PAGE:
Know the signs: Sandy Hook leaders issue warnings as K-12 schools reopen
As school districts across the United States adjust and finalize plans heading into the 2021-22 academic year—and with COVID-19 still dominating conversations—two other topics that should be front of mind for administrators are mental health support and violence prevention.
The nonprofit Sandy Hook Promise is concerned that, as schools reopen after a largely remote year, students may struggle to get reacclimated to their classrooms, their instruction and their peers. They worry there could be an uptick in stress, suicide, self-harm and gun incidents.
“We’re really concerned about this back-to-school season and want to ensure that schools, adults and kids are ready for what we feel is a potential powder keg that could explode unless we take preventative measures and put supports in place right now,” says Nicole Hockley, co-founder and managing director of Sandy Hook Promise, whose son Dylan was killed in the Sandy Hook Elementary School tragedy in 2012. “We are forecasting that there will be more violence in schools. So we really want to help schools prepare for that by prioritizing prevention, prioritizing kids reconnecting, not just assuming that when they go back to school day one, that kids are so resilient, they’re just going to bounce back. That’s an unrealistic expectation.”
To that end, Hockley says, awareness, support and understanding are critical. Sandy Hook Promise offers a number of programs, such as Say Something and the SAVE Promise Club to help schools and students. “We need to provide opportunities for them to connect, to relearn social cues and body language and relearn how to express themselves to their trusted adults to ensure that they’re getting the help that they need.”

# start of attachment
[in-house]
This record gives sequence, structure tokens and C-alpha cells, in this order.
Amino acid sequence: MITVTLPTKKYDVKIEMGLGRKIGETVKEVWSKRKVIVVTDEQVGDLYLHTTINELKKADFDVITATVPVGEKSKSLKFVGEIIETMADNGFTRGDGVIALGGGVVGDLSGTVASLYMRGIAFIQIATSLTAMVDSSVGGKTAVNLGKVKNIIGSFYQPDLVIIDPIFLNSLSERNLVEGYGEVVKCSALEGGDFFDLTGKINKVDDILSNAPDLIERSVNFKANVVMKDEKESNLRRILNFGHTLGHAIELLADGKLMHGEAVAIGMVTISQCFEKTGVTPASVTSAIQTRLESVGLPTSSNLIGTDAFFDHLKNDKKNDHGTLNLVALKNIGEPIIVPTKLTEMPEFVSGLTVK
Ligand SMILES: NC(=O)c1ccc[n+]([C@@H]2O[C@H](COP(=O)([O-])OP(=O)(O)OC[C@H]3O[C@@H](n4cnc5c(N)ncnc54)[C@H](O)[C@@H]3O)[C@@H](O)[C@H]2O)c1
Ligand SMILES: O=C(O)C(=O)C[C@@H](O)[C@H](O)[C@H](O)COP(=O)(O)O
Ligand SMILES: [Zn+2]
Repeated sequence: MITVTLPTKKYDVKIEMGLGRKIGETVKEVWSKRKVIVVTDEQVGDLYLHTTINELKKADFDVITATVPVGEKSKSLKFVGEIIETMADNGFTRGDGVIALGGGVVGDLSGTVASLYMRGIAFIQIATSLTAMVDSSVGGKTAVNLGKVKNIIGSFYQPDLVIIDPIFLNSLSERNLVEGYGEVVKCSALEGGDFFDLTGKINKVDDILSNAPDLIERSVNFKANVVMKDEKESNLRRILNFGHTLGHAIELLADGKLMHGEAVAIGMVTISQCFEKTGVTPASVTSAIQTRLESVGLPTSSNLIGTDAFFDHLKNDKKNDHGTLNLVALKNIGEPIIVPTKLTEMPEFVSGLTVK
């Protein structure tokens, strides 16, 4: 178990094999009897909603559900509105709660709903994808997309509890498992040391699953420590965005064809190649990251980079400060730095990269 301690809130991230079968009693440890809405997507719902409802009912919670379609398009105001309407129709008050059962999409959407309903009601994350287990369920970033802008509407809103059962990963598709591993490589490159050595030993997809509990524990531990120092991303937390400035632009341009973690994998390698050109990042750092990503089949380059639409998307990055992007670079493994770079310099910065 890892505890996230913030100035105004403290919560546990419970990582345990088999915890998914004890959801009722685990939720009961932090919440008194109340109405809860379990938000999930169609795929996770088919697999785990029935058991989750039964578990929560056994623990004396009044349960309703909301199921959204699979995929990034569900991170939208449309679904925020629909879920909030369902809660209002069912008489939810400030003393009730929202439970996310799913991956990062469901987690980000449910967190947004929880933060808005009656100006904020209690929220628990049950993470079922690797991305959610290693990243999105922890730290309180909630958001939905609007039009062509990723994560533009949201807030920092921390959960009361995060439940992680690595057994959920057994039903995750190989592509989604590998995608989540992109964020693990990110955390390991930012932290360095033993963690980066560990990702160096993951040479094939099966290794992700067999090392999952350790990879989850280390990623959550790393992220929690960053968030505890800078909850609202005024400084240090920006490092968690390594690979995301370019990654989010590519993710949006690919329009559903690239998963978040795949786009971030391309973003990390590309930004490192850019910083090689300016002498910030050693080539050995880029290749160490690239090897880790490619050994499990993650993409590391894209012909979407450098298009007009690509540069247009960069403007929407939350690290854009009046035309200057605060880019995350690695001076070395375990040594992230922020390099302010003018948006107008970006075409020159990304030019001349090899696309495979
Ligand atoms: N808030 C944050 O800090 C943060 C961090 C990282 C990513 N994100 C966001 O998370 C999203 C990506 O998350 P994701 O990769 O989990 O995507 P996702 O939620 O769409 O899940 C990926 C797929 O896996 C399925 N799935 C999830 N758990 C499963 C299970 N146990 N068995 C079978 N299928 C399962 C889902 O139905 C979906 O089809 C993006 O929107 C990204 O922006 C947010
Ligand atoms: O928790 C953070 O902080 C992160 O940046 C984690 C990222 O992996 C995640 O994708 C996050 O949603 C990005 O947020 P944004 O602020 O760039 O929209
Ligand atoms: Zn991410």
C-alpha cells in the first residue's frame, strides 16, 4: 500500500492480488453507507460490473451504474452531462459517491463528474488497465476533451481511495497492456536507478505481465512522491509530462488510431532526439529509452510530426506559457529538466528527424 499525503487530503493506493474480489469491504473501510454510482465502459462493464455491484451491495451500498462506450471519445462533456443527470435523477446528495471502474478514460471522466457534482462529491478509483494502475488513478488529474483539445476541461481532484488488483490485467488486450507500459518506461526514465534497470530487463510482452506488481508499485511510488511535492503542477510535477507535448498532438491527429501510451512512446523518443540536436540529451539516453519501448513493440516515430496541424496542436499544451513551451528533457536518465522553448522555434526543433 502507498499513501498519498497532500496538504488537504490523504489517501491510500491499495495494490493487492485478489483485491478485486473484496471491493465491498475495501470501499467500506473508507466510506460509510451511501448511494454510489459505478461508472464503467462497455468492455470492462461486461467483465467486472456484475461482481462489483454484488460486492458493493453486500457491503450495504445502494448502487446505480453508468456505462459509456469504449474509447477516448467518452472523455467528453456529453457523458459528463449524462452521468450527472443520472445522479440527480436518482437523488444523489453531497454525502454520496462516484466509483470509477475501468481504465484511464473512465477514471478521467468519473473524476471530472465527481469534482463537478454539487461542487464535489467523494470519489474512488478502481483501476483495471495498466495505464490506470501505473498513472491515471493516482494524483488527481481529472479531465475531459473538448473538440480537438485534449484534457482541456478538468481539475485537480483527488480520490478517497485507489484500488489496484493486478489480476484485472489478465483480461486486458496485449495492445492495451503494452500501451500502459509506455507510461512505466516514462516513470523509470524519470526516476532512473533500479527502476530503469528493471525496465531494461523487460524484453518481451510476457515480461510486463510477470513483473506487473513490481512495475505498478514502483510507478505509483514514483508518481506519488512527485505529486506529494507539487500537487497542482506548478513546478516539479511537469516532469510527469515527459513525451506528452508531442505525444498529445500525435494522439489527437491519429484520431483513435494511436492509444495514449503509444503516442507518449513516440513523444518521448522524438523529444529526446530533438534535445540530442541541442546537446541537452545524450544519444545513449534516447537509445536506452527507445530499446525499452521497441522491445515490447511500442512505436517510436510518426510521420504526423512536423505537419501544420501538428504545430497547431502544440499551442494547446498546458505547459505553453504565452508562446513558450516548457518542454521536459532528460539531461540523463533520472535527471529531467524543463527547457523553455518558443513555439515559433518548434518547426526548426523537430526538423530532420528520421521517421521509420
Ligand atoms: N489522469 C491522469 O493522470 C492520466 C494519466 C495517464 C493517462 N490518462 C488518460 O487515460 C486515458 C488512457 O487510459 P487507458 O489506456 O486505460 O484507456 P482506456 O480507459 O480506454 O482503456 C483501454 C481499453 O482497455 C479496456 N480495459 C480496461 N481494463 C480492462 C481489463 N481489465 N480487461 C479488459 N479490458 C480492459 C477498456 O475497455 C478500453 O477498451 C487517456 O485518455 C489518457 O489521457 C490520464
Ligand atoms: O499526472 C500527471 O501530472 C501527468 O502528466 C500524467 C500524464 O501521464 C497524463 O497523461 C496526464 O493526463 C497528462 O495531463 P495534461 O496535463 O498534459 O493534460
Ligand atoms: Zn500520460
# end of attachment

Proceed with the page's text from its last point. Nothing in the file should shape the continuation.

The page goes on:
Hockley says that even during the pandemic, Sandy Hook’s Crisis Center has seen a 7% spike in life-safety tips, or calls to express that a life is in danger, with the majority around suicide.
“That was not our No. 1 tip being reported pre-COVID,” she says. “We know the pandemic has put a lot of pressure on everyone—financial uncertainty, isolation, fear of health, and mental health concerns. [Students are] concerned about in their peers—we’ve heard reports of kids saying, ‘My friend told me that they’re going to commit suicide; they’re going to kill themselves after school today.’ There has also been an increased number of reports of kids saying, since COVID, ‘My parents have been under a lot of stress. I feel like a financial burden to them. I don’t want to be in this position anymore.’ ”
Knowing the signs before incidents happen
Sandy Hook Promise was started to “end school shootings and create a culture change that prevents violence and other harmful acts that hurt children.” But it has developed into so much more, addressing mental health through its Know the Signs prevention program which has reached more than 12 million students and 14,000 schools. That initiative, accessible to grades 6-12, is being expanded to fourth and fifth grades.
One of its missions is to give students and adults the skills to understand and step in for those who are experiencing trauma or isolation and prevent harm from occurring. Their programs are all free, benefiting both students and educators who can learn those signs before they happen.
“What does it look like if a student is ideating on self-harm? What does it look like if a student is having what might be perceived as an inappropriate response or having difficulty managing their anger or their anxiety or their depression? How do we intervene to get them help? If we don’t take preventative measures, it could mean a significant number of tragedies from an individual and a community perspective,” Hockley says.